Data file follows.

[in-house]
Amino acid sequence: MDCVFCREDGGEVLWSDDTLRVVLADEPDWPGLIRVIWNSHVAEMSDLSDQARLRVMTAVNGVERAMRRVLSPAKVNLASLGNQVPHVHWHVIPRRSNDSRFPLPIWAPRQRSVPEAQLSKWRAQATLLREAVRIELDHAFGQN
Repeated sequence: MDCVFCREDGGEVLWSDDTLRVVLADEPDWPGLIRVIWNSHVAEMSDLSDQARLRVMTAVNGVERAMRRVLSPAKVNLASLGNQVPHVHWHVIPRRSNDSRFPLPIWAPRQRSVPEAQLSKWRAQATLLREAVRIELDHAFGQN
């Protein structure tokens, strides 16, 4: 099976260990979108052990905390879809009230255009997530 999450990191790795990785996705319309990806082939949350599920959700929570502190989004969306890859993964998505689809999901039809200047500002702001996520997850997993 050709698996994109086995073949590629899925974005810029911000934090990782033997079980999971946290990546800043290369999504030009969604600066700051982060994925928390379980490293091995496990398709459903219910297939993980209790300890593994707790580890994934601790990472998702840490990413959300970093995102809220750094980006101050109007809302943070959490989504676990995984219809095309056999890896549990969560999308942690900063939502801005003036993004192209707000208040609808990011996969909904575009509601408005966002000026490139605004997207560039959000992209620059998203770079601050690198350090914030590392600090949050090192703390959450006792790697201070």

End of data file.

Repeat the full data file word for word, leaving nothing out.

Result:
[in-house]
Amino acid sequence: MDCVFCREDGGEVLWSDDTLRVVLADEPDWPGLIRVIWNSHVAEMSDLSDQARLRVMTAVNGVERAMRRVLSPAKVNLASLGNQVPHVHWHVIPRRSNDSRFPLPIWAPRQRSVPEAQLSKWRAQATLLREAVRIELDHAFGQN
Repeated sequence: MDCVFCREDGGEVLWSDDTLRVVLADEPDWPGLIRVIWNSHVAEMSDLSDQARLRVMTAVNGVERAMRRVLSPAKVNLASLGNQVPHVHWHVIPRRSNDSRFPLPIWAPRQRSVPEAQLSKWRAQATLLREAVRIELDHAFGQN
């Protein structure tokens, strides 16, 4: 099976260990979108052990905390879809009230255009997530 999450990191790795990785996705319309990806082939949350599920959700929570502190989004969306890859993964998505689809999901039809200047500002702001996520997850997993 050709698996994109086995073949590629899925974005810029911000934090990782033997079980999971946290990546800043290369999504030009969604600066700051982060994925928390379980490293091995496990398709459903219910297939993980209790300890593994707790580890994934601790990472998702840490990413959300970093995102809220750094980006101050109007809302943070959490989504676990995984219809095309056999890896549990969560999308942690900063939502801005003036993004192209707000208040609808990011996969909904575009509601408005966002000026490139605004997207560039959000992209620059998203770079601050690198350090914030590392600090949050090192703390959450006792790697201070």